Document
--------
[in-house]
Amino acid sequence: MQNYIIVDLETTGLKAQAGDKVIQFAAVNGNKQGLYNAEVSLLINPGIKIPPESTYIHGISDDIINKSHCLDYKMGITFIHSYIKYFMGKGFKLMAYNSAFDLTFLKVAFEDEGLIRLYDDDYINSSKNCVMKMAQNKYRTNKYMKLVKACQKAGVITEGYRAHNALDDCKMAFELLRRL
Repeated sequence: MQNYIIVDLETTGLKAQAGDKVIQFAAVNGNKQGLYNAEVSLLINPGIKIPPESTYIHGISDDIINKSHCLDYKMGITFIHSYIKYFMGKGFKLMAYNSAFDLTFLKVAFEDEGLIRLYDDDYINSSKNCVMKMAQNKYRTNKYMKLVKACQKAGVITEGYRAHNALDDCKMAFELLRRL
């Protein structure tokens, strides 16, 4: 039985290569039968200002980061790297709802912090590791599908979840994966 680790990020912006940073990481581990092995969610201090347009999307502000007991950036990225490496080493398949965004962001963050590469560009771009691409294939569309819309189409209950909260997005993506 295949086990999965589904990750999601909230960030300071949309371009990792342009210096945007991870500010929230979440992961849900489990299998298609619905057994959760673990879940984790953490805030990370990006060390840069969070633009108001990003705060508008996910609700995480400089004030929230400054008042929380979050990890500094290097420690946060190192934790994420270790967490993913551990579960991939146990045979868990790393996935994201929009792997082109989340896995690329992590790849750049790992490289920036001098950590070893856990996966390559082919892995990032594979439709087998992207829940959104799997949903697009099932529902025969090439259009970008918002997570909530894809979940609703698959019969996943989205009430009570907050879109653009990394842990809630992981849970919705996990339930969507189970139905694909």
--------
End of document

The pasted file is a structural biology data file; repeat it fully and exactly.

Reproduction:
[in-house]
Amino acid sequence: MQNYIIVDLETTGLKAQAGDKVIQFAAVNGNKQGLYNAEVSLLINPGIKIPPESTYIHGISDDIINKSHCLDYKMGITFIHSYIKYFMGKGFKLMAYNSAFDLTFLKVAFEDEGLIRLYDDDYINSSKNCVMKMAQNKYRTNKYMKLVKACQKAGVITEGYRAHNALDDCKMAFELLRRL
Repeated sequence: MQNYIIVDLETTGLKAQAGDKVIQFAAVNGNKQGLYNAEVSLLINPGIKIPPESTYIHGISDDIINKSHCLDYKMGITFIHSYIKYFMGKGFKLMAYNSAFDLTFLKVAFEDEGLIRLYDDDYINSSKNCVMKMAQNKYRTNKYMKLVKACQKAGVITEGYRAHNALDDCKMAFELLRRL
């Protein structure tokens, strides 16, 4: 039985290569039968200002980061790297709802912090590791599908979840994966 680790990020912006940073990481581990092995969610201090347009999307502000007991950036990225490496080493398949965004962001963050590469560009771009691409294939569309819309189409209950909260997005993506 295949086990999965589904990750999601909230960030300071949309371009990792342009210096945007991870500010929230979440992961849900489990299998298609619905057994959760673990879940984790953490805030990370990006060390840069969070633009108001990003705060508008996910609700995480400089004030929230400054008042929380979050990890500094290097420690946060190192934790994420270790967490993913551990579960991939146990045979868990790393996935994201929009792997082109989340896995690329992590790849750049790992490289920036001098950590070893856990996966390559082919892995990032594979439709087998992207829940959104799997949903697009099932529902025969090439259009970008918002997570909530894809979940609703698959019969996943989205009430009570907050879109653009990394842990809630992981849970919705996990339930969507189970139905694909």